Tuesday, July 6, 2010

My Independence Day post, ex post facto.

+First off: the popsicle I'm eating right now tastes like Skittles!!!

+Now. Back to the purpose.
I wanted to post this on the actual July 4th, but we were busy all day with family stuff and b-b-q's and fireworks and such. So this will have to do.

Firstly, a few random things that happened on this day in history:
_In 1776 - The Continental Congress adopts the Declaration of Independence.
_In 1802 - The U.S. Military Academy opens at West Point, New York.
_In 1826 - John Adams, age ninety, and Thomas Jefferson, age eighty-three, die. (John Adam's last words were asking after is best friend: "Is Jefferson yet alive?" And Jefferson's last words were "Is it The Fourth?" as if he were just holding on for this day so he could die peacefully.)
_In 1959 - A forty-ninth star is added to the flag to represent the new state of Alaska.
_In 1960 - A fiftieth star is added to the flag to represent the new state of Hawaii.

+"On July 4th, 1776, delegates to the Continental Congress in Philadelphia voted to adopt the Declaration of Independence. The men who issued that famous document realized they were signing their own death warrants, since the British would consider them traitors. Many suffered hardship during the Revolutionary War." -The American Patriot's Almanac.
"And for the support of this declaration, with a firm reliance on the protection of divine Providence, we mutually pledge to each other our Lives, our Fortunes and our sacred Honor." -The Declaration of Independence.
When I imagine this scene I don't imagine thunderous applause as we often do these days upon hearing this last line of The Declaration. I imagine a solemn gathering, contemplative, searching their souls to find if they were really willing to risk all for this thing called Freedom. So many would suffer, and suffer hard. So many would lost all they had, family, friends, property, life. My favorite story is of one of the signers who's two sons were captured by the British. The British, holding his sons hostage, arranged for a meeting with this signer. They told him that if he signed a paper denouncing The Declaration and the patriots cause that they would let his sons go. But if he refused to sign, they would put his sons to death. He chose, in the end, to stay loyal to his cause and to what he knew to be right and willingly sacrificed his sons for liberty and justice.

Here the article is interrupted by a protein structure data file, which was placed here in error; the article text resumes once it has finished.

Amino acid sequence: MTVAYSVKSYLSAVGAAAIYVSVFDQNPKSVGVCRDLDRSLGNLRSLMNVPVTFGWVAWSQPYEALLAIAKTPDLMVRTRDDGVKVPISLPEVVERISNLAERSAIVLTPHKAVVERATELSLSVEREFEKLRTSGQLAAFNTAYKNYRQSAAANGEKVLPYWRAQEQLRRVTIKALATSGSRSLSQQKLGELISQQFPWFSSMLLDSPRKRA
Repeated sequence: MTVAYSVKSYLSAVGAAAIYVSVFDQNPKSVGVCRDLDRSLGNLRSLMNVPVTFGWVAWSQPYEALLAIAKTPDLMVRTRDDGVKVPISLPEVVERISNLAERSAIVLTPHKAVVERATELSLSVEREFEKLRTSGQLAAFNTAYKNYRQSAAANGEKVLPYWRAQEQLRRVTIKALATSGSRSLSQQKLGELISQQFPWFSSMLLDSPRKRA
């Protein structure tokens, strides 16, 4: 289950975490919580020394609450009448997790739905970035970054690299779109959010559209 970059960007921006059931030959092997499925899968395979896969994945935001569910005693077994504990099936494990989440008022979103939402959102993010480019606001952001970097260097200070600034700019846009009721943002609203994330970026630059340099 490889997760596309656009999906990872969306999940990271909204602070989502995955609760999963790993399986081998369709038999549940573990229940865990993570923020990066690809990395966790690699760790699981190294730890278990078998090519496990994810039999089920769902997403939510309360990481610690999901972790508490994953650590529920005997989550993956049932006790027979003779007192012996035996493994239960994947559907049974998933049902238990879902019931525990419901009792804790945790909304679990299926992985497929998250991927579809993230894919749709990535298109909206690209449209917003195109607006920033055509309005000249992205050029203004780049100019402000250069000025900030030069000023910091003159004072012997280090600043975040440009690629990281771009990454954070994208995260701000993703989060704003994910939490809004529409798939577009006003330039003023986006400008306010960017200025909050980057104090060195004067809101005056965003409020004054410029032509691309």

I have been blessed to have been raised by parents, specifically my father, who taught me to be a patriot and to love this country with all my heart. America is not just a place to me. It's a symbol. A symbol for good in a world that is afflicted by turmoil. My heart belongs to this land. I am eternally grateful to those men who did give ALL for this land and people that I love. All the sacrifices that were made JUST FOR ME. So that I could live the way I do and believe the way I do. I know The Founding Fathers were inspired men to were prompted by God to do the things they did, and that they were upheld by that same God through all their numerous trials and hardships. They were truly martyrs. I am grateful for the trust they put in their Heavenly Father and that they listened to His words.
Nothing this great could happen by accident. God's hand is in all things. It was then, it is now, and it will be forever. I only pray that we will be just as willing and they to follow His guidance. I pray for our leaders to follow the examples of our first leaders and continue to put their trust in God. I know that as long as we do this all will be right.

"I pledge allegiance to the flag of The United States of America, and to the republic for which it stands. One nation under God, indivisible, with liberty and justice for all." -The Pledge of Allegiance.
"That this nation shall have a new birth of freedom; and that this government of the people, by the people, for the people, shall not perish from the earth." -The Gettysburg Address.

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